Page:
Cooking in a college dorm

Cooking in a college dorm

Cup noodles are not the only options available to college students. Photo courtesy of Matt & Chris Pua.


Coming to college, one major concern weighs heavily on the mind of many: the food. Some Butler students may find it difficult to stomach the thought of living in a dorm without convenient access to a full kitchen or a parent who is actually competent at cooking.

However, with a Residence Life-approved mini fridge, the residence hall’s communal appliances and a little creativity, college students can still lavish in the luxury of good dining.

Mug mania

With stovetop cooking oftentimes out of the question, either because of lack of convenience or skill, microwaves might be a college student’s best bet.

Junior pharmacy major Jon Gluth became well-versed in the art of mug cooking. As a first-year in Residential College and a sophomore in Fairview, he took full advantage of the power of the microwave  literally and figuratively. Beyond the well-known mug cakes and brownies, mugs also work for soups, omelettes, pizza, noodles and much more.

[In ResCo] I brought three mugs, and I would just look on the Internet of stuff you can make,” Gluth said. “BuzzFeed Tasty has a lot of good stuff that you can make in a mug … All you’d use is the communal microwave for about a minute, then be done.”

Microwaves can be found across campus; Irvington has a microwave in the community kitchen, ResCo has one in each hall and Fairview has one in each pod. Plum Market also has a communal microwave.

Moderately fancy ramen

Cup noodles are an absolute staple in the collegiate diet. However, for a bit of spice, properly making ramen on a stovetop is something that any culinary neophyte can try.  Sophomore pre-pharmacy major Mark Santiago recalls using the communal kitchen stove in Irvington to cook ramen; he recommends bringing personal cookware to use for basic cooking such as this.

Bring your own pots and pans,” Santiago said. “I didn’t know there were pots and pans already in [the Irvington kitchen], but I didn’t trust them.”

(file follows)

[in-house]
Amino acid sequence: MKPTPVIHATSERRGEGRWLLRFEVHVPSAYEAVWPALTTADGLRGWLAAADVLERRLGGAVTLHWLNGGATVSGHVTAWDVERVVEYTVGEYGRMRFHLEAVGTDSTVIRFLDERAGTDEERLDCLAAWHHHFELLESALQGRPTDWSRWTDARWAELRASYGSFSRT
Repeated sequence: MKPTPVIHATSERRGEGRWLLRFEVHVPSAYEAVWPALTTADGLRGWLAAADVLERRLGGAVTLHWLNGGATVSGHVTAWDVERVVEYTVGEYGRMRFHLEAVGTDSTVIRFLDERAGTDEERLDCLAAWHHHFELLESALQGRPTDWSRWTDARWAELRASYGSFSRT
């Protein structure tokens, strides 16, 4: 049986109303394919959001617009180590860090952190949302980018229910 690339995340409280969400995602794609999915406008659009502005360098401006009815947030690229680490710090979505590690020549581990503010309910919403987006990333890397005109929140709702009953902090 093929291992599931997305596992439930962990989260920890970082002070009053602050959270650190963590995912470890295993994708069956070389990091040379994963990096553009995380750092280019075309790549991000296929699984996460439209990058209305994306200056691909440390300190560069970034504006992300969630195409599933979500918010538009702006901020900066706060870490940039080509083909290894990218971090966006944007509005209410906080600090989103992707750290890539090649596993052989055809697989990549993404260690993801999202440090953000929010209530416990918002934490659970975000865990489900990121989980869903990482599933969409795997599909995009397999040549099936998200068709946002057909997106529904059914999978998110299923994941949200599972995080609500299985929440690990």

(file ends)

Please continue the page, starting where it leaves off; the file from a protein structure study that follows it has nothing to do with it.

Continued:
To make something that is a little more luxurious than the stuff from a styrofoam cup but is still simple to make, try adding soy sauce saved from takeout, cracking an egg or two into the pot and boiling fresh vegetables such as green onions, which can be easily cut by a pair of clean scissors rather than a proper kitchen knife.

Basic to bougie pasta

On the topic of carbs, pasta is an excellent bulk source of food. Amanda Weiderman, senior mechanical engineering and economics major, highly recommends college students learn how to cook this staple dish.

On the “basic” end of the spectrum, microwavable macaroni and cheese only needs a microwave and a few minutes of one’s time; it can be eaten on-the-go — great for busy school days — and does not even require a refrigerator.

For the more adventurous, try making homemade chicken alfredo pasta on the stove.

“My roommates and I made chicken alfredo a lot just because it’s pasta and chicken; you can’t really get a whole lot more simple than that,” Weiderman said. “I make alfredo from scratch. It’s just butter and cheese, so not too complicated.”

Frozen food

For the very easiest of victuals, a basic mini fridge with a small freezer section can store frozen meals for all of those late-night dinners; simply microwave them according to the package’s directions for a no-brainer meal. Gluth said Aldi is his go-to spot to purchase such frozen fare.

“If you think Target’s your best friend, Aldi’s your best friend,” Gluth said. “[Aldi] is so much cheaper, and usually the food’s about as good, if not better.”

Take advantage of free food and leftovers

Many event organizers will use free food — whether full meals or just small snacks as a way to entice people to their event. Whenever there is leftover food, organizers typically encourage attendees to take any extra so that event organizers themselves do not have to deal with it. Use this invitation to the benefit of all parties involved!

In a similar vein, take full advantage of time swiped into Atherton Marketplace; students are able to ask for to-go boxes for later at the entrance. Hot food and salad can be a late-night dinner or snack, while items such as fresh fruit and yogurt work well as tomorrow’s breakfast.

When reheating leftovers, many dishes benefit from sprinkling a bit of water on top before being microwaved. This helps to revive food that has dried out from sitting in the fridge.

Ultimately, whether eating ResCo every day is getting boring, Atherton is already closed or DoorDash is adding up, being able to make food in one’s own dorm is always a great option.  Even with the limited resources of campus housing and dorm appliances, Gluth advocates all those living in dorms to be like Nike and just do it.

“Be creative with how you do it,” Gluth said. “It’s really easy to get caught in the monotonous pattern of just walking into Atherton whenever you can, but sometimes it’s nice to just have that little sense of yourself there, too.”